An impenetrable sense of rightness

Our religion can “hell-ify” us by inspiring in us an impenetrable sense of rightness or even superiority. That sense of rightness can inoculate us against humility, infusing in us an excessive confidence or addiction to certainty that keeps us from seeing our mistakes until after the harm has been done – to others (including our children) and to ourselves. Our religion is right, we believe, which makes us right. As a result, the more devoted we are, the more stubborn and unteachable we become. And everyone can see it but us, because we’re blinded by our sincerity and zeal.

The stories we typically tell ourselves about Christianity keep us living in our comfortable delusion of innocence. For example, as a young Christian, I was taught that heroic Christians like Willaim Wilberforce ended slavery. ( I wasn’t taught that other Christians gained unimaginable wealth through slavery, or that the vast majority of white Christians in the South defended slavery either actively or tacitly, or that America’s largest denomination formed to perpetuate slavery as a biblically-sanctioned practice.)

I was taught that devout Christians like Sir Issac Newton were responsible for many of humanity’s great scientific breakthroughs. (I wasn’t taught how their fellow Christians mocked, persecuted, and opposed many brilliant thinkers, from Copernicus and Galileo to Charles Darwin and Rachel Carson.)

I was taught that Christians like George Mueller and Mother Teresa had been champions of orphans and widows, the downtrodden and poor, the sick and destitute. ( I wasn’t taught that their fellow Christians, including many of their major donors, created, profited from, and defended the systems that produced so many orphans, widows, downtrodden, sick, destitute, and poor.)

I was taught that Christains like Dr. Martin Luther King, Jr. and Archbishop Desmond Tutu courageous fought to overcome the American and South African versions of apartheid. (I was never told that their fellow Christians created those very systems and defended them with elaborate theological justification, deceptive legal machinations, and plenty of violence, too.)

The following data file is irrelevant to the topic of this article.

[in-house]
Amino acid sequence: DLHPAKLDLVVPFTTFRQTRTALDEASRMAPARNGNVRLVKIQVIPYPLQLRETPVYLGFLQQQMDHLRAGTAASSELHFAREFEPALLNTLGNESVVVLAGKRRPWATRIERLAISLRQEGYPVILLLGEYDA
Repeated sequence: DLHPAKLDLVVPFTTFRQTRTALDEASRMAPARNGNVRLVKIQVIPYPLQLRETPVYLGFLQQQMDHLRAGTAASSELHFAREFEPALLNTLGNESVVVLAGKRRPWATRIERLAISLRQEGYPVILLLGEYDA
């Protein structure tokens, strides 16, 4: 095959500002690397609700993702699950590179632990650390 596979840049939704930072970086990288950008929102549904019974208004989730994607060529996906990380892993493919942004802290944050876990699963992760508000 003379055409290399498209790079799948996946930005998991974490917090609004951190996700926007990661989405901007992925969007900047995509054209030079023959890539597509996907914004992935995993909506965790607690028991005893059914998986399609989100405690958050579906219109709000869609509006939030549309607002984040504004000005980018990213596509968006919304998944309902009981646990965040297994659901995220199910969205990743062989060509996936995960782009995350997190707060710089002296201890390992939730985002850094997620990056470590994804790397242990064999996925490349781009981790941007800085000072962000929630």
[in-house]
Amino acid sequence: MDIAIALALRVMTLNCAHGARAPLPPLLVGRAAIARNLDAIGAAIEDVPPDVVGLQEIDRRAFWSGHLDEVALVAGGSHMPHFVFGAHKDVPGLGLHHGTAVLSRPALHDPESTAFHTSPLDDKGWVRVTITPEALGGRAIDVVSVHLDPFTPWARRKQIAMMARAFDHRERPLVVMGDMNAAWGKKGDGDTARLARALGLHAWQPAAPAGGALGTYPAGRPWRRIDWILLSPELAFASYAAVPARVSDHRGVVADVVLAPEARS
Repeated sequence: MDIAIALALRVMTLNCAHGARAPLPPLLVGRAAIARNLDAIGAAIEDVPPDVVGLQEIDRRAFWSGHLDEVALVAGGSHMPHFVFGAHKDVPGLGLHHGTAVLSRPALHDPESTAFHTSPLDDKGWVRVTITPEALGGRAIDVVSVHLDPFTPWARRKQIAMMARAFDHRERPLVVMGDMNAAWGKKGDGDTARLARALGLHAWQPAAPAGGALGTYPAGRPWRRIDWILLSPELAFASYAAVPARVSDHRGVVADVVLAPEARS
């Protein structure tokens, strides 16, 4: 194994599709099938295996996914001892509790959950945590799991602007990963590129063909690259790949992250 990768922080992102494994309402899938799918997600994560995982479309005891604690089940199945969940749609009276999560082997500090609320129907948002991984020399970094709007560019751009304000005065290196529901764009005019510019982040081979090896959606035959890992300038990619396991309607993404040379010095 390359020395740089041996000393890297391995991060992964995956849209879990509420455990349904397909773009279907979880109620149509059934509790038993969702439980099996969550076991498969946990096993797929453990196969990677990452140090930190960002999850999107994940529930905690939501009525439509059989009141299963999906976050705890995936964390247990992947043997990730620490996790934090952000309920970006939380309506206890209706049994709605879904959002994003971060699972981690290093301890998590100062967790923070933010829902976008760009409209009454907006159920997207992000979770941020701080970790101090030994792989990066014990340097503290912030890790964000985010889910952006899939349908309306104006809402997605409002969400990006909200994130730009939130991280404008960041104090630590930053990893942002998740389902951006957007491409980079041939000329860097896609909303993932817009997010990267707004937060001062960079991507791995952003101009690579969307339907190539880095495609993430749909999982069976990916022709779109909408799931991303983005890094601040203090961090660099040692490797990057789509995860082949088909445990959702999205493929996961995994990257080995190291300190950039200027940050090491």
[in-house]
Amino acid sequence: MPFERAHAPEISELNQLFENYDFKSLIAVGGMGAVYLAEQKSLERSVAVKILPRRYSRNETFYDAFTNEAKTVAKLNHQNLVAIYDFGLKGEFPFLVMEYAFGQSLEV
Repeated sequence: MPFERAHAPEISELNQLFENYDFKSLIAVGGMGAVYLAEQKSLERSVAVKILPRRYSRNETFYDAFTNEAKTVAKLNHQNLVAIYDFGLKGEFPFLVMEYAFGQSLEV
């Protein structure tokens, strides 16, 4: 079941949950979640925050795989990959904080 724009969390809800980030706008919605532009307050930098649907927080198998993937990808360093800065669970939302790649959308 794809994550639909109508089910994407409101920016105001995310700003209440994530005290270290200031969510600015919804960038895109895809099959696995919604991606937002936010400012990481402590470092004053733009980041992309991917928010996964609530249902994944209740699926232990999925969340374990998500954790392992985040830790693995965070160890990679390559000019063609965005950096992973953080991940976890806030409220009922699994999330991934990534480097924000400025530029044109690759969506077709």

I was even taught that Christanity was the incubator of humanity’s greatest art and literature, from DaVinci and Rembrandt to Bach and Handel to Shakespeare and Donstoyevsky. (I was seldom if ever taught to appreciate the magnificent art of other traditions or acknowledge the proliferation of Christian schlock.)

I was taught the heroic stories of Christian missionaries, of special interest to me because my paternal grandfather was a Scottish missionary to Angola. (But I was never taught about the harmful legacy of much missionary activity or about the catastrophic effects of European colonialism, to which the modern missionary movement was often fused at the hip.)

I was taught that Christians saw the earth as God’s handiwork and that we were its stewards. (But I had to discover for myself how Christians use doctrines of “dominion” and “the Second Coming” and “election” as excuses to exploit the earth since God gave it to “us,” and besides, since God is going to destroy the earth soon anyway, we might as well use it all up while we can.)

I was taught about the heroic Christian martyrs who faced toruture and death with courage and equanimity. (But I wasn’t ever taught about how often Christians had made martyrs of others, torturing and killing both people of other faiths and their fellow Christians in the name of God, Jesus, the Church, the Bible, and Christianity.)

Through sermons, books, radio/TV “ministries,” and other media, I was repeatedly informed about the worst atrocities across history committed by non-Christians. (But about our own Christian atrocities, I was kept shockingly ignorant.)

In short, I was taught my religion’s historical upsides and few of its downsides, and I was taught about other religions’ historical downsides and few of their upsides.

That’s a perfect recipe for creating ignorant and arrogant religious jerks. 

From “Do I Stay Christian: A Guide for the Doubters, the Disappointed, and the Disillusioned” by Brian McLaren